Professor bikes 52 miles to campus every spring

For many, the signs of summer come in flowers blooming and warmer weather. For the math department at UW-Whitewater, this sign comes with Dr. Jonathan Kane’s annual 52-mile bike ride to campus.

Ever since Kane began teaching math at UW-Whitewater in August of 1980, he has biked from his home on the west side of Madison to Whitewater during spring exam week.

The idea first came to Kane when he wondered whether or not he could actually complete the 52-mile journey.


“It was my last day on campus in May of 1981 when I first thought of doing it,” Kane said. “I brought my bike in my car and then tried to bike home.”

Kane put his plan into action, but the bike ride wasn’t as easy as he had thought.

“The first trip was tough because I wasn’t in good enough shape and I left too late,” Kane said. “My wife had to come pick me up a few miles away from home.”

Despite the first year being so difficult, Kane continued with his 52-mile biking trip every spring for the last 32 years.

Kane usually makes his trips during exam week when his classes don’t start until later in the day, and when he can give himself a five-and-a-half hour time block. Certain years, Kane has made a roundtrip, biking to Whitewater one day and biking home a day or two later.

Professor Robert Horton, Kane’s co-worker and friend, has been working with Kane ever since he started at UW-Whitewater.

“I think it’s wonderful that he keeps up with this tradition, and the faculty all cheers him on,” Horton said. “I can’t remember a year where he missed this trip.”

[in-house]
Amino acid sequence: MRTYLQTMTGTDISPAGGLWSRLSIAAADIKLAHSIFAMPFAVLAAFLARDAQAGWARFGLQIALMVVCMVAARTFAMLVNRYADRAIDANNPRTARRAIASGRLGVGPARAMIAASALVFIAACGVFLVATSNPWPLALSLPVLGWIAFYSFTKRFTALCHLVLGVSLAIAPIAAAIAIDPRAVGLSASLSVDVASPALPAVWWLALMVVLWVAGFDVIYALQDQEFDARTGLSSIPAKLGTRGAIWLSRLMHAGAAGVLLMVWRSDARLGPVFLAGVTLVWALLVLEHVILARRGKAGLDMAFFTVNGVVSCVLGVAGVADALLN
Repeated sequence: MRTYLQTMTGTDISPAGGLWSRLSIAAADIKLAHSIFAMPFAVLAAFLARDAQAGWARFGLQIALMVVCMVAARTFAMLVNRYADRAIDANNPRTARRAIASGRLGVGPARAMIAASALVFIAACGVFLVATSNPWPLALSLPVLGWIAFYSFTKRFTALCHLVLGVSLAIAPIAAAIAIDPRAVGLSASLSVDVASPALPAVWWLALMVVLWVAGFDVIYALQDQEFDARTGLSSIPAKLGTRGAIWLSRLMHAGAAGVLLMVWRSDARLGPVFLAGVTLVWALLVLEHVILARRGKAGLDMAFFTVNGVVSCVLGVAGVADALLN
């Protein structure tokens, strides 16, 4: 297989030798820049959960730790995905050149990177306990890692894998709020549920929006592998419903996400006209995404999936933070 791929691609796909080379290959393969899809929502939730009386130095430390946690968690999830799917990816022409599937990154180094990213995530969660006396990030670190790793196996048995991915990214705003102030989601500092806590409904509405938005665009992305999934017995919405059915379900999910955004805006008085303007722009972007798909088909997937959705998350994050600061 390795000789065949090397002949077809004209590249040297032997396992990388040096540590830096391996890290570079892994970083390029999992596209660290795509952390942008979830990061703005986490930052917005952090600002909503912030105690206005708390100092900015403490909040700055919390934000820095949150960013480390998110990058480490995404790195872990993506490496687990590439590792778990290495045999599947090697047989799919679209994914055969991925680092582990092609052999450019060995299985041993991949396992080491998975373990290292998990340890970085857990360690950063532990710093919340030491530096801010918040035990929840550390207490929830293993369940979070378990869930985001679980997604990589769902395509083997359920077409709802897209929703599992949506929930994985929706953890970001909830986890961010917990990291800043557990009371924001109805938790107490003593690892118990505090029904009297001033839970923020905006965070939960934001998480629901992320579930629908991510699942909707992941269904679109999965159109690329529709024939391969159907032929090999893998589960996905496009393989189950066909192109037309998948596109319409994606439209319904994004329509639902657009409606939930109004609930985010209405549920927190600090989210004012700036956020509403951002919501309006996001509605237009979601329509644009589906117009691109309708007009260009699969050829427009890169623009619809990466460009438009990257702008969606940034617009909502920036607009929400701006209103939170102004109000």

On average, Kane can make the trip in four hours. His longest time was 5:30, and his shortest trip took 3:43. The trip usually takes one hour in a car.

Though Kane is no stranger to exercise, over the years he hasn’t prepared for the trips all that much.

“I try and make sure the last time I turned the pedals wasn’t six months ago,” Kane said.

The bike ride is usually the first big ride of the year for Kane and comes along with many unique stories.

“I have had years where I was caught in a thunderstorm and had mechanical problems with my bike,” Kane said. “I’ve also dealt with detours, bad wind and have seen plenty of animals along the way.”

Kane’s ideal weather for these trips is 60 degrees and sunny with a bit of tailwind. For the ride, he packs a spare tire, a piece of fruit and a rain jacket depending on the weather.

Despite his retirement coming up this month, Kane said he will try to keep biking as long as he can.

“Maybe I will still ride into Whitewater,” Kane said. “But who knows, maybe instead I will pick a new destination.”